Paul’s most ambitious goal is to influence the Republican Party as a whole, making it more amenable to his libertarian principles. That appears to be the point of his so-called “delegate strategy," whereby Paul supporters out-organize rivals in caucus states to win as many delegates as possible. In some cases, such as in Maine, the Paul forces have won outright control of state party organizations.
On May 19, for instance, Paulites won 12 of the 13 delegate slots up for grabs at Minnesota’s GOP convention. Combined with previous victories in the North Star State’s complicated selection process that means 32 of the 40 Minnesota delegates to Tampa will be Paul supporters. Sorry about that, Rick Santorum. (Mr. Santorum won Minnesota’s nonbinding caucus presidential nomination vote on Feb. 7 with a plurality of 45 percent of the vote.)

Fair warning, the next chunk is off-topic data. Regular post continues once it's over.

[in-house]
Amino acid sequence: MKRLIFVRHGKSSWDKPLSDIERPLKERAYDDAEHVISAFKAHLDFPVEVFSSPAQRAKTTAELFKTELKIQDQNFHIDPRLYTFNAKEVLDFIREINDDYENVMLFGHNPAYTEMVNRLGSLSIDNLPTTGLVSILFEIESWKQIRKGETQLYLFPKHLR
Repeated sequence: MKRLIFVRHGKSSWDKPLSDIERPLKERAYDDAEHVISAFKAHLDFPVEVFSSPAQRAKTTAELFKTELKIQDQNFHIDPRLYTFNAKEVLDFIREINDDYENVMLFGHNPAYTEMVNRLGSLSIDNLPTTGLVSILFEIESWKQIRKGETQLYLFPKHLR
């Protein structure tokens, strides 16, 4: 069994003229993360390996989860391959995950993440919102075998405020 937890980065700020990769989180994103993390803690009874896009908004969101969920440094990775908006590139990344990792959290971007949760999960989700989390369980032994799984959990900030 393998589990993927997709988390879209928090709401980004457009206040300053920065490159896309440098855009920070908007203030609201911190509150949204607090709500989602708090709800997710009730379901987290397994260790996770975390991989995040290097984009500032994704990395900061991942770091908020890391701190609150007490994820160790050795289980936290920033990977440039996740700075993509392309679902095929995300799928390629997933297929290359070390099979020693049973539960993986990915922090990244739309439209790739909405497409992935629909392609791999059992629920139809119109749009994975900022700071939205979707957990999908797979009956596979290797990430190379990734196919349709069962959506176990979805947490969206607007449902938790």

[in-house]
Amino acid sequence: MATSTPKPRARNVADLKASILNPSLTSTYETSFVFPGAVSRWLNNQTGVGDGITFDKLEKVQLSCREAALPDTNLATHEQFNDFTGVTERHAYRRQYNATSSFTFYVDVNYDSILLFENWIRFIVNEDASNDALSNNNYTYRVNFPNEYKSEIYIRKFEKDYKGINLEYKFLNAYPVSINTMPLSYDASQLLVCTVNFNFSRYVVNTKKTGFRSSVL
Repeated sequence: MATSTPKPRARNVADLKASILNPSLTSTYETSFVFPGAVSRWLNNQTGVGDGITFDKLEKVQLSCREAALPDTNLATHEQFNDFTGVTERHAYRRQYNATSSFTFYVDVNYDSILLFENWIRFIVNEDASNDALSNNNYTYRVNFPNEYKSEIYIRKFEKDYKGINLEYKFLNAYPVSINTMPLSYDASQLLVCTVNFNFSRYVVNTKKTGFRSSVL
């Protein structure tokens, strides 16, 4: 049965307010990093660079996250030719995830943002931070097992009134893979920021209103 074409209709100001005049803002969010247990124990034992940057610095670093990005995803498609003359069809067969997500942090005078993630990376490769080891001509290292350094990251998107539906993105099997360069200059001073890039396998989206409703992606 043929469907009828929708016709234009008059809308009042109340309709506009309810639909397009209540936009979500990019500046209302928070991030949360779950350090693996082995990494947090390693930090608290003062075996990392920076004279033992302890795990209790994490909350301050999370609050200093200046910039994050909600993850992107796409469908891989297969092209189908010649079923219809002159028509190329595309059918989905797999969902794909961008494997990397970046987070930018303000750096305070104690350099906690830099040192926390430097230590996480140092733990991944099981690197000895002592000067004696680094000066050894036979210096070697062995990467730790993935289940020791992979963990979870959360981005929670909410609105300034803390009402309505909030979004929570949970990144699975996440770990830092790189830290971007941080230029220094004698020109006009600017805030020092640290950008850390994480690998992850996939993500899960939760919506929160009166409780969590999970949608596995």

This is why Paul has eschewed any interest in a third-party bid.
“He’s gotten a lot of attention working through the two-party system and he’s gotten a lot of people involved,” said his son, Sen. Rand Paul (R) of Kentucky, in a Fox News interview earlier this month. “I mean, the chairman of Iowa now was Ron Paul’s campaign chairman. The chairman of Nevada was a Ron Paul campaign person. We’ve won several states and are influencing the party and becoming the Republican Party.”